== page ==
The way the Browns tell it, Freddie Kitchens received a funny shirt as a gift and wore it on a birthday outing, naïvely thinking that he wouldn’t be recognized or photographed or made into some cautionary tale of embattled coaches in the internet age. It’s probably the kind of thing you don’t learn to avoid until it actually happens to you, even if a majority of sane, football-loving people couldn’t care less.
What’s harder to reconcile is what might have happened if Cleveland had beaten the Steelers for the second time in a season, pinning their rivals in the game after the fight and, in the court of public opinion, winning the fight of all fights. Would the Browns have accepted and probably played off of Kitchens’s newfound status as a Cleveland folk hero? Would the shirt all of a sudden become a symbol of the team’s bombast and swagger instead of a thing that they wish people would stop asking about in the wake of a crippling loss?
In the coaching business, it’s funny how fine the line can be sometimes between touchable and untouchable. Beating Pittsburgh on Sunday, given the circumstances, may have given Kitchens a coat of Teflon a la Rex Ryan with the Jets. Instead, we’re talking about him here.
It’s no fun to speculate on head-coaching changes because at the end of the day, it means the disposal of good-natured plans and ideas, the firing of nomadic support staff and assistants and the entrapment of in-prime players in the endlessly spinning cycle of change. Ron Rivera was dismissed on Tuesday after nine seasons and a Super Bowl berth. It can be a cold business, even for the league’s good guys. It’s a part of the business nonetheless. Here’s how the heated coaching seats are shaping up across the league and why…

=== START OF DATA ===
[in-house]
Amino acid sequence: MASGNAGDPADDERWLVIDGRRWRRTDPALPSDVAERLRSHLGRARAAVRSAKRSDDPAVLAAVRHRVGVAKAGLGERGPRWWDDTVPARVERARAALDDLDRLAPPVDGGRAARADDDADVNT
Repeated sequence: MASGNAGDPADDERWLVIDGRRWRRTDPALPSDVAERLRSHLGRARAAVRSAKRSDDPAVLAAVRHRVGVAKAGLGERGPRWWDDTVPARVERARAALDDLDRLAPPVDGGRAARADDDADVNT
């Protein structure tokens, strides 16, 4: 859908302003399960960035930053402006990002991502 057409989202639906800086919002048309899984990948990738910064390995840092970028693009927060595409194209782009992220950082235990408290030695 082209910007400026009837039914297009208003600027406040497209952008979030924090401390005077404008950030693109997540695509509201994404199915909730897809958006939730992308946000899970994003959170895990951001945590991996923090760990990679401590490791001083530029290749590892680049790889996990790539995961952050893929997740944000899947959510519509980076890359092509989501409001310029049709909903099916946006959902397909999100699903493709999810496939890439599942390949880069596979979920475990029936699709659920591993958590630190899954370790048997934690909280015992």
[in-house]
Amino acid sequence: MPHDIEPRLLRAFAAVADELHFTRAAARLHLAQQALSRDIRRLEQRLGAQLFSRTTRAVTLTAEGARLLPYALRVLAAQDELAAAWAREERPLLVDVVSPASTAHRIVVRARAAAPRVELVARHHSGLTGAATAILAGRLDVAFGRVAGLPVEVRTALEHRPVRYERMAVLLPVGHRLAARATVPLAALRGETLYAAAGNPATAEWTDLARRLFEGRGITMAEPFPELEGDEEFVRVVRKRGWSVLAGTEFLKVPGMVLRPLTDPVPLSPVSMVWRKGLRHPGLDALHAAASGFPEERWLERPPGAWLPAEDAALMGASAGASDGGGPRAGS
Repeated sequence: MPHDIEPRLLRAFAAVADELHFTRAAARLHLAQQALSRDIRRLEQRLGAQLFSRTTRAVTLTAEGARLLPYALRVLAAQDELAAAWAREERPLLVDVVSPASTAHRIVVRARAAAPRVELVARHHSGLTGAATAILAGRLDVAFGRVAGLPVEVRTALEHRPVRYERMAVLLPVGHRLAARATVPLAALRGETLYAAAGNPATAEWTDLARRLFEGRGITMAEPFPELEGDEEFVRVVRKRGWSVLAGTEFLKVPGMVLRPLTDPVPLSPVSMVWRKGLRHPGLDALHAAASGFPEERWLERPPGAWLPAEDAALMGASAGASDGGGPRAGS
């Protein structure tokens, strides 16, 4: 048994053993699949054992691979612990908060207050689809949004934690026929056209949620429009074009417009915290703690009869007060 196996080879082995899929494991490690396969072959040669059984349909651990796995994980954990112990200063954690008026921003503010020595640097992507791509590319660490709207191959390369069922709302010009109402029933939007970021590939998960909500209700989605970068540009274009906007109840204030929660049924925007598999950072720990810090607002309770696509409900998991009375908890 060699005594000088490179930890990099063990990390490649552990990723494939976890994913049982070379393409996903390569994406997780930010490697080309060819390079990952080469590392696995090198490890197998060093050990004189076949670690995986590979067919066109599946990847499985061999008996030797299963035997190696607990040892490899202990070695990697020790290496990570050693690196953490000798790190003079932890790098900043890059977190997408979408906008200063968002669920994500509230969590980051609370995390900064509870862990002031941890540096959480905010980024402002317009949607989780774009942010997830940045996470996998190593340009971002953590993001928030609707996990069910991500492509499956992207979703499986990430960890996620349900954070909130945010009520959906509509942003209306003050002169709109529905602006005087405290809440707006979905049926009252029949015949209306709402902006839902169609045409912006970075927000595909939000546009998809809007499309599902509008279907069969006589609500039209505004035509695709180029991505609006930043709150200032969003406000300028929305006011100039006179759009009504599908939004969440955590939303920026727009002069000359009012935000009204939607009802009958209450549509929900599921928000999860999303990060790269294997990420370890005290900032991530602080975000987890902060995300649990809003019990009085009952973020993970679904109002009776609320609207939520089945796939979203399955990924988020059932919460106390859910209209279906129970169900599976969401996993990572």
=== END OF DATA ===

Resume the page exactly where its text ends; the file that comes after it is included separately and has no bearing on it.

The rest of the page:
Matt Patricia, Lions; Anthony Lynn, Chargers
I don’t think the Lions will make a move this offseason. This year could be easily written off to injury, which will roll over all of the immense pressure on Matt Patricia to 2020. That said, the team’s pluckiness has worn off and the team that closely battled the Chiefs and Packers earlier this season seems to be fading a bit.
Credit Patricia with this: Only one of the team’s losses this year was by more than one score; the rest were by a margin of 4, 1, 7, 7, 8, 3 and 4. If I’m an open-minded owner and general manager, I may throw this into the optimism stew alongside well, a lot of people were injured this year and give Patricia another chance. Working against him? A defensive coach failing to crack the top 15 in points surrendered each of his first two years (the Lions are currently 25 in points surrendered and 29 in yards surrendered. They are 24 in DVOA).
The Chargers, similarly, should not fire their head coach. Please do not in any way interpret this as an endorsement for letting go of Anthony Lynn. He’s a good head coach who deserves to see the other side of the team’s life with Philip Rivers. The reason he’s considered here is because the Chargers appear increasingly desperate to find some fanfare as they move into their cursed new relationship with the city of Los Angeles and the Rams. The franchise will chase ticket sales in any way possible, and could be convinced into moving on from Lynn and making a loud (and ridiculously stupid) coaching hire. Again, it would be a ridiculous decision from a football operations standpoint, but how many times do owners actually make decisions that are in the best interest of the team?
Freddie Kitchens, Browns; Jason Garrett, Cowboys